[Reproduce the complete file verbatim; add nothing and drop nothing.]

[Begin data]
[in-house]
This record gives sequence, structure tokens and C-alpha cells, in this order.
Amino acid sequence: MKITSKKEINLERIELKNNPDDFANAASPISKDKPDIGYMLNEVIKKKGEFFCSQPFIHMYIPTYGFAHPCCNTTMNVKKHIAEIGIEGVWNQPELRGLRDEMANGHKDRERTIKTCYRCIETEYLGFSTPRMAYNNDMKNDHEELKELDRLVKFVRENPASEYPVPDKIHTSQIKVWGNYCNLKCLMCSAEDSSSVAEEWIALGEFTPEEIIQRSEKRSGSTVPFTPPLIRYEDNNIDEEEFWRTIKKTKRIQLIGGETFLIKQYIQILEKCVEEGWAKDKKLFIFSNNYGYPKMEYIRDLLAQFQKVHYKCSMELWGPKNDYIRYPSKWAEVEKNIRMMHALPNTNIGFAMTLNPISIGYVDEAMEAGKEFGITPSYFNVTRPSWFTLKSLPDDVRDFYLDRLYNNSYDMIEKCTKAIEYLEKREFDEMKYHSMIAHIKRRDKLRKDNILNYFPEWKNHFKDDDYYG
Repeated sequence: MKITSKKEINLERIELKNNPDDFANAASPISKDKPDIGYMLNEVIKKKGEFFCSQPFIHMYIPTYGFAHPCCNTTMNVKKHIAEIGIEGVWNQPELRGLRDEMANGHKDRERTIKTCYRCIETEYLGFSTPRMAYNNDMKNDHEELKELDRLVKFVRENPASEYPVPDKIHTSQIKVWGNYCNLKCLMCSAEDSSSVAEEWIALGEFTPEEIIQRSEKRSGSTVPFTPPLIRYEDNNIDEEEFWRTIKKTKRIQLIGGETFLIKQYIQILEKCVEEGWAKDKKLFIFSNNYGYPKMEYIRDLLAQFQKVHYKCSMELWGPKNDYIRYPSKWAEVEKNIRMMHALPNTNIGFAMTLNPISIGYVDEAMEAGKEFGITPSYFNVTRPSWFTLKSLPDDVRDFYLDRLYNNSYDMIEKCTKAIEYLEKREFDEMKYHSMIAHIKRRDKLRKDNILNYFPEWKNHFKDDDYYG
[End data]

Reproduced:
[in-house]
This record gives sequence, structure tokens and C-alpha cells, in this order.
Amino acid sequence: MKITSKKEINLERIELKNNPDDFANAASPISKDKPDIGYMLNEVIKKKGEFFCSQPFIHMYIPTYGFAHPCCNTTMNVKKHIAEIGIEGVWNQPELRGLRDEMANGHKDRERTIKTCYRCIETEYLGFSTPRMAYNNDMKNDHEELKELDRLVKFVRENPASEYPVPDKIHTSQIKVWGNYCNLKCLMCSAEDSSSVAEEWIALGEFTPEEIIQRSEKRSGSTVPFTPPLIRYEDNNIDEEEFWRTIKKTKRIQLIGGETFLIKQYIQILEKCVEEGWAKDKKLFIFSNNYGYPKMEYIRDLLAQFQKVHYKCSMELWGPKNDYIRYPSKWAEVEKNIRMMHALPNTNIGFAMTLNPISIGYVDEAMEAGKEFGITPSYFNVTRPSWFTLKSLPDDVRDFYLDRLYNNSYDMIEKCTKAIEYLEKREFDEMKYHSMIAHIKRRDKLRKDNILNYFPEWKNHFKDDDYYG
Repeated sequence: MKITSKKEINLERIELKNNPDDFANAASPISKDKPDIGYMLNEVIKKKGEFFCSQPFIHMYIPTYGFAHPCCNTTMNVKKHIAEIGIEGVWNQPELRGLRDEMANGHKDRERTIKTCYRCIETEYLGFSTPRMAYNNDMKNDHEELKELDRLVKFVRENPASEYPVPDKIHTSQIKVWGNYCNLKCLMCSAEDSSSVAEEWIALGEFTPEEIIQRSEKRSGSTVPFTPPLIRYEDNNIDEEEFWRTIKKTKRIQLIGGETFLIKQYIQILEKCVEEGWAKDKKLFIFSNNYGYPKMEYIRDLLAQFQKVHYKCSMELWGPKNDYIRYPSKWAEVEKNIRMMHALPNTNIGFAMTLNPISIGYVDEAMEAGKEFGITPSYFNVTRPSWFTLKSLPDDVRDFYLDRLYNNSYDMIEKCTKAIEYLEKREFDEMKYHSMIAHIKRRDKLRKDNILNYFPEWKNHFKDDDYYG